Three men are going on the vacation of lifetime in the Swiss Alps, when it’s revealed that one of the men might be involved in some shady business practices. After a deadly avalanche, questions arise about one of the men’s motives, and if he’s really as innocent as he seems.
Guilt begins as a nice take on the middle-aged man adventure – men who are devoted to their families and careers, but the chances for adventure are fewer and farther between. However, things take a surprisingly dark turn, so the book isn’t a by-rote tale of middle-aged bonding, as the book skirts the edge of crime fiction.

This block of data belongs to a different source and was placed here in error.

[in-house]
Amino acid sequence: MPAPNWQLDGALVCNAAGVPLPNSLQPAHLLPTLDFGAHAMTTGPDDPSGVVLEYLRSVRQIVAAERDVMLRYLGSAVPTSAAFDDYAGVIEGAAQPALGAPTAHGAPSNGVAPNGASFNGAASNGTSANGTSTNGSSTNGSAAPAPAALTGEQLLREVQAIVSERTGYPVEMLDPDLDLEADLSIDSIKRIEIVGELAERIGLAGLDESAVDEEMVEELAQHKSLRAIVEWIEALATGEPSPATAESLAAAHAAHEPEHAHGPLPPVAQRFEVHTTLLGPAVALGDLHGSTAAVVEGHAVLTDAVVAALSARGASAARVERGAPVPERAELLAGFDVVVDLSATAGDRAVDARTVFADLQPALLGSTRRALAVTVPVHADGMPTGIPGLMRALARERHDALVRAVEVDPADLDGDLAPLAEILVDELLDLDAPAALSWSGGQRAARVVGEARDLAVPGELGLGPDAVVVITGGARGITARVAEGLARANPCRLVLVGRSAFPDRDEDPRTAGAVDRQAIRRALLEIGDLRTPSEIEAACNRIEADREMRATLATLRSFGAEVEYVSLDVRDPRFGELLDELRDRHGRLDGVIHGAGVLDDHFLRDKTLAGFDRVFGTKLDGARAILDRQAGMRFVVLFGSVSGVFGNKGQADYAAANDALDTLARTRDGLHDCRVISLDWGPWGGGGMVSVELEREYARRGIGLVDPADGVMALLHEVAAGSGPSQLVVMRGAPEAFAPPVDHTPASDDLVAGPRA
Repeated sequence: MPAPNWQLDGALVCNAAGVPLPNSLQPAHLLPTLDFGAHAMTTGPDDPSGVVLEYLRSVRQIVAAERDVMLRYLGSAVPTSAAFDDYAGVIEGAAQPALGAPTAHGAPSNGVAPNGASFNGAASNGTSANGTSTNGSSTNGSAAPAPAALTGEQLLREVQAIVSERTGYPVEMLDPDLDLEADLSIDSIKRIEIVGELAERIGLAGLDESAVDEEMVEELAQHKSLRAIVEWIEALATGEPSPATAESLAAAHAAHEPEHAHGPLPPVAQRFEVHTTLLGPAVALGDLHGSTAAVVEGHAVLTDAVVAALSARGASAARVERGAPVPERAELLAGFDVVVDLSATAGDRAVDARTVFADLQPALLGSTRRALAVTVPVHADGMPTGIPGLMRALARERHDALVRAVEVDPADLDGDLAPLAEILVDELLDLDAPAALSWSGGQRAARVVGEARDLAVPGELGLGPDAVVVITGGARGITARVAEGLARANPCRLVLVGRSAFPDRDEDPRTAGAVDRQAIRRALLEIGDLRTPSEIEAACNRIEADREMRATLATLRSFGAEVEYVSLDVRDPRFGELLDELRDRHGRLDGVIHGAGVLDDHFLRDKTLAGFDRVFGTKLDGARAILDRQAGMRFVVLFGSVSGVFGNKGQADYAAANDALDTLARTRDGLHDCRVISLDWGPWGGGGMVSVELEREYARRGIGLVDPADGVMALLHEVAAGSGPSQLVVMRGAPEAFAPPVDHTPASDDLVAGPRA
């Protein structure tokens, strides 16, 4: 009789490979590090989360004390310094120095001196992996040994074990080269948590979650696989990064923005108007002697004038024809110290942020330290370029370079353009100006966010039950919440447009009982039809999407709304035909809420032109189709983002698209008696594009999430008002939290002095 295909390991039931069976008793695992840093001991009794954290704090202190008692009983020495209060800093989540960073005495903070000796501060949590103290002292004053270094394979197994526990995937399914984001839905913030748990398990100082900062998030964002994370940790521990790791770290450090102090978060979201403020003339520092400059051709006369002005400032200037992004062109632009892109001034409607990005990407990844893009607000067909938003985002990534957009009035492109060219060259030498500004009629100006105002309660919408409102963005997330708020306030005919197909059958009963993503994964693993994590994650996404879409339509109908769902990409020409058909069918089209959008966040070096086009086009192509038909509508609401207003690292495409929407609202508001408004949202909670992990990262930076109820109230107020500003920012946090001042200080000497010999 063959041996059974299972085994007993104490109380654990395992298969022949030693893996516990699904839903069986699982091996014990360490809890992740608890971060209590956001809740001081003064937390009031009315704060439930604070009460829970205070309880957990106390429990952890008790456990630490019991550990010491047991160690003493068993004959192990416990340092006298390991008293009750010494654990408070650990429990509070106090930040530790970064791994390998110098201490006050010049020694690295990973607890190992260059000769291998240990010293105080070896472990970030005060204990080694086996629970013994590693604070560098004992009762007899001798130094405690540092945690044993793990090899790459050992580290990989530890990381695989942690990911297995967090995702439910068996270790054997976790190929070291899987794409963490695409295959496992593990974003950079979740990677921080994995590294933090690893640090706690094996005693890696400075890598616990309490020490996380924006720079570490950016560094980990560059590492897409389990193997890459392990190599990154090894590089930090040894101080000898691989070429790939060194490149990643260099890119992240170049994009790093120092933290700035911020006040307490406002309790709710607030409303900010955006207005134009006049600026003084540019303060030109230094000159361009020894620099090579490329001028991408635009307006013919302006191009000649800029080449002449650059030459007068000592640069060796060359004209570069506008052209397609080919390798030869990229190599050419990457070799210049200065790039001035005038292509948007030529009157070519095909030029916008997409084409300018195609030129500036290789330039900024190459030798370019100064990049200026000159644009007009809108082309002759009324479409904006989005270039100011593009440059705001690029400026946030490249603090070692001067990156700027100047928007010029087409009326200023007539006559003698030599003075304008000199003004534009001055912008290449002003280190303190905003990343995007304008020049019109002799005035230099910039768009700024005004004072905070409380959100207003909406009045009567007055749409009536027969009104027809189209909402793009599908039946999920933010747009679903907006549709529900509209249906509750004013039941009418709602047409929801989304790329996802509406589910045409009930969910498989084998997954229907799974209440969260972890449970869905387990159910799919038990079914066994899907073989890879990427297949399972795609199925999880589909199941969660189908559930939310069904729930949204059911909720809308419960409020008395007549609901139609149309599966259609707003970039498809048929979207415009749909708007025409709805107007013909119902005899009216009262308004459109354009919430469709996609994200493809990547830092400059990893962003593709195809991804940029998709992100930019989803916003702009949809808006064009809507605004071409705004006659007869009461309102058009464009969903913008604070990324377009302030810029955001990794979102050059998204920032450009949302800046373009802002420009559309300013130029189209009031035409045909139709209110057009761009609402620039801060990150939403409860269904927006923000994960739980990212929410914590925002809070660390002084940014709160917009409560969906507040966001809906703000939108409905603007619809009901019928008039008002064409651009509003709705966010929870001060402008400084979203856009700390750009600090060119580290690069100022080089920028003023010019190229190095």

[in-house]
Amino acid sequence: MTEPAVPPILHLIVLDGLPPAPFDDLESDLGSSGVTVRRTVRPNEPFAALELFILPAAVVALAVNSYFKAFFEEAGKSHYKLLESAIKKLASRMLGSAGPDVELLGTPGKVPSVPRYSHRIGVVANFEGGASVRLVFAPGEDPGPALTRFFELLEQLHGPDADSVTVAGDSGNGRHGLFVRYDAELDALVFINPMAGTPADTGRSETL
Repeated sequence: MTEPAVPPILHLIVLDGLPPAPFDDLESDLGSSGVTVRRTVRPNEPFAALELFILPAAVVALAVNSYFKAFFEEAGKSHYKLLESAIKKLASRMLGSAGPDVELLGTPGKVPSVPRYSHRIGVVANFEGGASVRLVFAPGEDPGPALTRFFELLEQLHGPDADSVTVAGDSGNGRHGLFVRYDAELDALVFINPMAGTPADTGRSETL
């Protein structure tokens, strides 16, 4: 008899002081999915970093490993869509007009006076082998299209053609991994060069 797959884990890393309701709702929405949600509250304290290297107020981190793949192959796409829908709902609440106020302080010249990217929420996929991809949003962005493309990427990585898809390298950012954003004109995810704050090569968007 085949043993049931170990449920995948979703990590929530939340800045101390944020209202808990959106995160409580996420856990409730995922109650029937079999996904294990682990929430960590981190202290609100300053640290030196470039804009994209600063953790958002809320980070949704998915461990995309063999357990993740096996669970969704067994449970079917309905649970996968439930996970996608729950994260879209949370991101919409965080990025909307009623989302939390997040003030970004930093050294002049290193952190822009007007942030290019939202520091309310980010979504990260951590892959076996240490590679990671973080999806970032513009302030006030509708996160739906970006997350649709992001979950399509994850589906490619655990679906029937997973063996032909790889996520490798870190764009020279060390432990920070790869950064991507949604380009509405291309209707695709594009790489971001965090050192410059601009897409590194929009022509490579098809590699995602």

Some of the descriptions of characters are a bit simple without digging too deep into just what makes each character tick, beyond checkboxes about what each character represents. The same can also be said of setting, which is a missed opportunity in a book about mountain climbing. Of course, this is a novella, so Perry doesn’t dive too much into the details, but it does feel in places like the book could have been fleshed out into a longer work.
However, it does make for a quick read that never slows in pace, and one becomes glued to the plot as it speeds along. Overall, Guilt is a fast-paced and engaging novella with an intriguingly dramatic twist that will take readers entirely by surprise.